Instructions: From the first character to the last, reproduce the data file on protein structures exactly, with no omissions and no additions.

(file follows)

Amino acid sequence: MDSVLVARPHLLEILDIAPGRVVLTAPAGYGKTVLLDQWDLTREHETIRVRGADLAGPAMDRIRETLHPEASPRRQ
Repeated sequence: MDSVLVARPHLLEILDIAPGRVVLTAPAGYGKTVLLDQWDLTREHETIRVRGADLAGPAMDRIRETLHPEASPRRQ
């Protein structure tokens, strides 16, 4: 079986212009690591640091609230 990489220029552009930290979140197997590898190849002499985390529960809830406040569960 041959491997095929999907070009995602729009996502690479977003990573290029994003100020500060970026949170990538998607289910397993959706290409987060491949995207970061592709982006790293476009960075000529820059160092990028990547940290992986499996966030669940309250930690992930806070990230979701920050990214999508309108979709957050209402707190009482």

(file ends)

Amino acid sequence: MDSVLVARPHLLEILDIAPGRVVLTAPAGYGKTVLLDQWDLTREHETIRVRGADLAGPAMDRIRETLHPEASPRRQ
Repeated sequence: MDSVLVARPHLLEILDIAPGRVVLTAPAGYGKTVLLDQWDLTREHETIRVRGADLAGPAMDRIRETLHPEASPRRQ
């Protein structure tokens, strides 16, 4: 079986212009690591640091609230 990489220029552009930290979140197997590898190849002499985390529960809830406040569960 041959491997095929999907070009995602729009996502690479977003990573290029994003100020500060970026949170990538998607289910397993959706290409987060491949995207970061592709982006790293476009960075000529820059160092990028990547940290992986499996966030669940309250930690992930806070990230979701920050990214999508309108979709957050209402707190009482």